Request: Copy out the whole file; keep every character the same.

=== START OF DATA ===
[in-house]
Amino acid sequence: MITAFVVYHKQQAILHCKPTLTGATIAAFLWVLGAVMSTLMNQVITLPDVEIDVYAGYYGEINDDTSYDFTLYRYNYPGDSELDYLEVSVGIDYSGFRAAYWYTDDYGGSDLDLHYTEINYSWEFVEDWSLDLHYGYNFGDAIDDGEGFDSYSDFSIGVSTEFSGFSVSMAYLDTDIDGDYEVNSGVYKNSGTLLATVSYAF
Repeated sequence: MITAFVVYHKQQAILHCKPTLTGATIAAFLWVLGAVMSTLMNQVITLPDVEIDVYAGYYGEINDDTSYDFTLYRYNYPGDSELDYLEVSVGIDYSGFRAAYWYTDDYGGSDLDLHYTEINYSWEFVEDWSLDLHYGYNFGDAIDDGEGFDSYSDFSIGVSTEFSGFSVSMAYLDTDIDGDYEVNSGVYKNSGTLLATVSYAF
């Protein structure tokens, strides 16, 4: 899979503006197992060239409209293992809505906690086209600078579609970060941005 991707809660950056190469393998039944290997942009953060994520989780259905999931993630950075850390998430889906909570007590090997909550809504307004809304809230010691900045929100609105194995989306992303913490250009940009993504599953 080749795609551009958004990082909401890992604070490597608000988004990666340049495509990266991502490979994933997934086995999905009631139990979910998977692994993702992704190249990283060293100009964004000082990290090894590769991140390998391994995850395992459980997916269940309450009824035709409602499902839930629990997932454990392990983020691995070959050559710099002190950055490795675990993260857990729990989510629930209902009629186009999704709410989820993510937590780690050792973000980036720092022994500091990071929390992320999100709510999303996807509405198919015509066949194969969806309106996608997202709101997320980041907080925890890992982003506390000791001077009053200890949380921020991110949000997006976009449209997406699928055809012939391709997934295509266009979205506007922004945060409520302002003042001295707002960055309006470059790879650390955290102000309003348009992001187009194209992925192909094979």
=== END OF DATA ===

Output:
[in-house]
Amino acid sequence: MITAFVVYHKQQAILHCKPTLTGATIAAFLWVLGAVMSTLMNQVITLPDVEIDVYAGYYGEINDDTSYDFTLYRYNYPGDSELDYLEVSVGIDYSGFRAAYWYTDDYGGSDLDLHYTEINYSWEFVEDWSLDLHYGYNFGDAIDDGEGFDSYSDFSIGVSTEFSGFSVSMAYLDTDIDGDYEVNSGVYKNSGTLLATVSYAF
Repeated sequence: MITAFVVYHKQQAILHCKPTLTGATIAAFLWVLGAVMSTLMNQVITLPDVEIDVYAGYYGEINDDTSYDFTLYRYNYPGDSELDYLEVSVGIDYSGFRAAYWYTDDYGGSDLDLHYTEINYSWEFVEDWSLDLHYGYNFGDAIDDGEGFDSYSDFSIGVSTEFSGFSVSMAYLDTDIDGDYEVNSGVYKNSGTLLATVSYAF
């Protein structure tokens, strides 16, 4: 899979503006197992060239409209293992809505906690086209600078579609970060941005 991707809660950056190469393998039944290997942009953060994520989780259905999931993630950075850390998430889906909570007590090997909550809504307004809304809230010691900045929100609105194995989306992303913490250009940009993504599953 080749795609551009958004990082909401890992604070490597608000988004990666340049495509990266991502490979994933997934086995999905009631139990979910998977692994993702992704190249990283060293100009964004000082990290090894590769991140390998391994995850395992459980997916269940309450009824035709409602499902839930629990997932454990392990983020691995070959050559710099002190950055490795675990993260857990729990989510629930209902009629186009999704709410989820993510937590780690050792973000980036720092022994500091990071929390992320999100709510999303996807509405198919015509066949194969969806309106996608997202709101997320980041907080925890890992982003506390000791001077009053200890949380921020991110949000997006976009449209997406699928055809012939391709997934295509266009979205506007922004945060409520302002003042001295707002960055309006470059790879650390955290102000309003348009992001187009194209992925192909094979």